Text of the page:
Mariana Federica Wolfner is Distinguished Professor of Molecular Biology and Genetics and Stephen H. Weiss Presidential Fellow at Cornell University. Born in Venezuela and raised in New York City, she attended Cornell (B.A. in genetics and chemistry), Stanford (Ph.D. in biochemistry), and U. California San Diego (postdoc). Her graduate and postdoctoral work molecularly-identified critical genes in Drosophila’s steroid-response and in sex determination, respectively. At Cornell, Dr. Wolfner and her mentees use molecular genetics to dissect how males’ seminal proteins modulate the physiology, behavior, and longevity of mated female insects, and how these molecules and interactions evolve. The Wolfner lab also discovered the conserved and insect-specific molecules that that “activate” insect eggs “activate” to initiate embryogenesis. Dr. Wolfner has mentored 41 graduate students (plus 8 visiting students), 30 postdoctoral scholars, and ~90 undergraduate or high school students in research. A member of the National Academy of Sciences and Fellow of the American Association for the Advancement of Science, she has received awards for her research, teaching and mentorship. She serves on multiple Editorial Boards, grants panels, and Boards of scientific societies. At Cornell she has been Associate Chair of department, Director of Graduate Studies in Genetics and Development, and faculty-elected Trustee.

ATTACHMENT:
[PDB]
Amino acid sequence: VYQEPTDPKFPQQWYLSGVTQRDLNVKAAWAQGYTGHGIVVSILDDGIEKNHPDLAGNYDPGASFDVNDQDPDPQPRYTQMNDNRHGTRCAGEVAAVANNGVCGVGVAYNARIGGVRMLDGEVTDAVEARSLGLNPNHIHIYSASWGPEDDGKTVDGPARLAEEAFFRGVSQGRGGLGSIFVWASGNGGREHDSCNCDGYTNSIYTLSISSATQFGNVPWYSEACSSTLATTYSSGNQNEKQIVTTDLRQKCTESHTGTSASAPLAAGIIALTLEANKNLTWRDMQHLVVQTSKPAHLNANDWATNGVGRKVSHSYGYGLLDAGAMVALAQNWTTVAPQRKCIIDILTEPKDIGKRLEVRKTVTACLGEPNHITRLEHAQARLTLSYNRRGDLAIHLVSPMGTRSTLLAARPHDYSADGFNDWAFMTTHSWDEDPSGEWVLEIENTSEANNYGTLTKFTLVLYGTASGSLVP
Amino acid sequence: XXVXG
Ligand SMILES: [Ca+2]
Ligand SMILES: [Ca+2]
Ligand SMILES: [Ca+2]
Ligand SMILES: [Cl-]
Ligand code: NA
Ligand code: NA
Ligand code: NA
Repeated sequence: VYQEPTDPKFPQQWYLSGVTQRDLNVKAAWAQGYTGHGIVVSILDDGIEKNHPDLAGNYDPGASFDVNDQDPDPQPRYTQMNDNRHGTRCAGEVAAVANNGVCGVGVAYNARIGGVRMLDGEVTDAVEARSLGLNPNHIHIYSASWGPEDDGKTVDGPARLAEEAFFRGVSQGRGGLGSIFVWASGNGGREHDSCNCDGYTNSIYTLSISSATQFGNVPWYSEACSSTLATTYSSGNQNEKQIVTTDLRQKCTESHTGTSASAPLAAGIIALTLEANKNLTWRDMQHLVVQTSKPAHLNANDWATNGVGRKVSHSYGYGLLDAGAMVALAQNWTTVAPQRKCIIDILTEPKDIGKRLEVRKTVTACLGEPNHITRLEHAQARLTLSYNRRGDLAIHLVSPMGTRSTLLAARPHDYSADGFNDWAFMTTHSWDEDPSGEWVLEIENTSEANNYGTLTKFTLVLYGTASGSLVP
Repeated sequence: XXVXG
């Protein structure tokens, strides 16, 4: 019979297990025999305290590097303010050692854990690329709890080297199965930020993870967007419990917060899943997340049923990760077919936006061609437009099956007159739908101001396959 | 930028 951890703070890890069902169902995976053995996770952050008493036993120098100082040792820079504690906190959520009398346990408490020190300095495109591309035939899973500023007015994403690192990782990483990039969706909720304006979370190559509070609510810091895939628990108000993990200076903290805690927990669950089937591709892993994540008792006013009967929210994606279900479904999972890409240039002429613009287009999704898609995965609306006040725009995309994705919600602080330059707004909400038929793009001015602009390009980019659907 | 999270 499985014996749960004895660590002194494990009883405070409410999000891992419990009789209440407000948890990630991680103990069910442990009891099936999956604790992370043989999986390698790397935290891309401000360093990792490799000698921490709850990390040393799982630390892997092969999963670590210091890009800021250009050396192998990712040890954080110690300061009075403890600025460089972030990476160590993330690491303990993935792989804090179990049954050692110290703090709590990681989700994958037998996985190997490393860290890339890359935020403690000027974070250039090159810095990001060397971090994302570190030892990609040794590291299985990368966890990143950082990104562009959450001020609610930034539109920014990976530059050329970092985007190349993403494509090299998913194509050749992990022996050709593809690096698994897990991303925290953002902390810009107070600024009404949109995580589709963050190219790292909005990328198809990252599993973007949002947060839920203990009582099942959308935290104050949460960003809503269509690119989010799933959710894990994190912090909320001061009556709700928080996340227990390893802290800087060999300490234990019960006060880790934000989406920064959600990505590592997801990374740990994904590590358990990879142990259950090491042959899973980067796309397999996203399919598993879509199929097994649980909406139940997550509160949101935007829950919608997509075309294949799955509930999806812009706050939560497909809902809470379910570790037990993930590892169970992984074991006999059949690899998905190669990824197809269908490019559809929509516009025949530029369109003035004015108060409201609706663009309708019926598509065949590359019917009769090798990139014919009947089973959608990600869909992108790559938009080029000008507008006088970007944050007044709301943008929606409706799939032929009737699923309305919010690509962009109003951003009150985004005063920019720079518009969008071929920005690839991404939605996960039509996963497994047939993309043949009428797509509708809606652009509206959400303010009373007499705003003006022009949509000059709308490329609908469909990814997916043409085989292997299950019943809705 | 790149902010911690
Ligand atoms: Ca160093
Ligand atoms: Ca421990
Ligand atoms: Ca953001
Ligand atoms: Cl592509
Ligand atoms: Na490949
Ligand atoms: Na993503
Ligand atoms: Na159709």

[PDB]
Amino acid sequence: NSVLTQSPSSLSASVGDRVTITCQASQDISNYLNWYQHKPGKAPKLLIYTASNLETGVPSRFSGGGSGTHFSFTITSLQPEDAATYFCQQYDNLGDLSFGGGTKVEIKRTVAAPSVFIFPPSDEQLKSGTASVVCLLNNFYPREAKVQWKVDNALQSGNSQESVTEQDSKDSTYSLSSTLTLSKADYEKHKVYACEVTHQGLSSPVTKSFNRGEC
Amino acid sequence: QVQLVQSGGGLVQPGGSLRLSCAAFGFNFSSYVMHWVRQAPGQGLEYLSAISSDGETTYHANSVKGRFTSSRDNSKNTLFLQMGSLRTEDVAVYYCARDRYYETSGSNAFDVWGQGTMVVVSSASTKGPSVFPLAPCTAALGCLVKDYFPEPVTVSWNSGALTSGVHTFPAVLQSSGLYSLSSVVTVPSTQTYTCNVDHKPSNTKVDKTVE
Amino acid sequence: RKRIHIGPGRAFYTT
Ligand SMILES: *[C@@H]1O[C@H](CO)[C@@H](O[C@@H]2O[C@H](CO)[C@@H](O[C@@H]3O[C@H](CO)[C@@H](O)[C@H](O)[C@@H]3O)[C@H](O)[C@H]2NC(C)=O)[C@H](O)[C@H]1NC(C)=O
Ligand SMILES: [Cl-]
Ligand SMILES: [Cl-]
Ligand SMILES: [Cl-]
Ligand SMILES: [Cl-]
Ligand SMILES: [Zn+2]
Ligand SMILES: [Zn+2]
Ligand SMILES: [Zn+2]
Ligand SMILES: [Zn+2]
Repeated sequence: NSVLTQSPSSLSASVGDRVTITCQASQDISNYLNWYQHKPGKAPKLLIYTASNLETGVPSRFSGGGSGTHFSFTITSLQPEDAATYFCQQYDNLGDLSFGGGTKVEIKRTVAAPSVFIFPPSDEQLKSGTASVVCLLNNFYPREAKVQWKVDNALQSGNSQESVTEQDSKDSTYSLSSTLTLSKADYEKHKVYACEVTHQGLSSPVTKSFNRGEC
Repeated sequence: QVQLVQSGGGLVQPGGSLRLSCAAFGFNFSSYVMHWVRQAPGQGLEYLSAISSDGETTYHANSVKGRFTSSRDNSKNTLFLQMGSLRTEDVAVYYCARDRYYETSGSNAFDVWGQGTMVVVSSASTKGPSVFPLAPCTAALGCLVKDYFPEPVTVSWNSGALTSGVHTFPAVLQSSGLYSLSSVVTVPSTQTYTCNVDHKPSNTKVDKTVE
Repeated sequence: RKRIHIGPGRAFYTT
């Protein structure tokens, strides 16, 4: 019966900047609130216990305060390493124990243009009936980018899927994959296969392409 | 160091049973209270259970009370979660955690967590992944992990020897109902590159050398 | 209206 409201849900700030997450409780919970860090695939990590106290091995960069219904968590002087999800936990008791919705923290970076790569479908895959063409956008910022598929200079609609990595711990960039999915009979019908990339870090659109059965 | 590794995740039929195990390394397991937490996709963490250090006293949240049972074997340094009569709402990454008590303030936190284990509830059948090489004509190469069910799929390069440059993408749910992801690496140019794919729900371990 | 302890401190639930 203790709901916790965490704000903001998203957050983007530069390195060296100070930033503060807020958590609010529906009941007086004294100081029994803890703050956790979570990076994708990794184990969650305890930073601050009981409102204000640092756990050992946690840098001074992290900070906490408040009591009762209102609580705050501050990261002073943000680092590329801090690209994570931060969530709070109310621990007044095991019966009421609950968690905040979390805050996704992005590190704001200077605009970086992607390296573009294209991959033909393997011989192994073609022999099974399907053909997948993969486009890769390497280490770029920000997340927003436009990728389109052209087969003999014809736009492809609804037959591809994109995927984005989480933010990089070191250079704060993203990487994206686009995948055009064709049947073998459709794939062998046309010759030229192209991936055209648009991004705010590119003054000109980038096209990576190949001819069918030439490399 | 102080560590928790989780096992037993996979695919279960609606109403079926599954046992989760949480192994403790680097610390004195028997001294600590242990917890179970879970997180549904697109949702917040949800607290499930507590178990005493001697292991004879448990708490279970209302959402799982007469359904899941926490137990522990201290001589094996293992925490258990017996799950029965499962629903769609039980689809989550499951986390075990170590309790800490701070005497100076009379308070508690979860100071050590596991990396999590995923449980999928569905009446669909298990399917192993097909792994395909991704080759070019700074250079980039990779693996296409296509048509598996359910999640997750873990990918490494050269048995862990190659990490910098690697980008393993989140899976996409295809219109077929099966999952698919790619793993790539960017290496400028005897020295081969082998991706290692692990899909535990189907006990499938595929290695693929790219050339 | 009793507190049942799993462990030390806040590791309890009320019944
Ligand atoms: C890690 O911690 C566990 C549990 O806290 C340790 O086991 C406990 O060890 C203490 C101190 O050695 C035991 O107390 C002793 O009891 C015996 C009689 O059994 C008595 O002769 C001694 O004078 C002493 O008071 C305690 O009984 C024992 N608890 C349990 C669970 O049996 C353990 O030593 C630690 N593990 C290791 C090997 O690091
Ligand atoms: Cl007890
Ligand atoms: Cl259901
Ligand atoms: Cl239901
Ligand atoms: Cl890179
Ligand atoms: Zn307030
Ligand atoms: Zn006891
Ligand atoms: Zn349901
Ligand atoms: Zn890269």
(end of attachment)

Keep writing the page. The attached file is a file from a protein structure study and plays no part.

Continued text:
Research Interests

In one of our research areas, we dissect roles of seminal fluid proteins in post-mating responses in females. Seminal proteins induce changes in mated females in all taxa tested. We aim to understand at the molecular level how these male proteins cause changes in females, and how this inter-animal interaction and its molecules evolve. We study the genetic model-insect Drosophila and (with L. Harrington) the dengue/Zika-vector mosquito Aedes aegypti. Now that we know the complete suite of seminal proteins in Drosophila, we are investigating the receptors and pathways through which they act in the female. We focus primarily on a seminal protein that stimulates the female insect to ovulate, and on another that binds to sperm and induces gut growth, sperm storage and other effects in the female. With A. Clark we examine female genetic contributions to sperm-competition/preference in multiple-mating situations. Finally, we dissect the molecular signals that "activate" an oocyte to initiate embryo development. We showed that Drosophila oocytes activate by taking up calcium via a conserved mechanically-gated ion channel. Our genetics, proteomics, and X-ray fluorescence microscopy identify conserved proteins and ionic changes that alter the proteome, transcriptome, and cell cycle during the transition from egg to embryo.

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Primary Section

Section 26: Genetics

Secondary Section

Section 27: Evolutionary Biology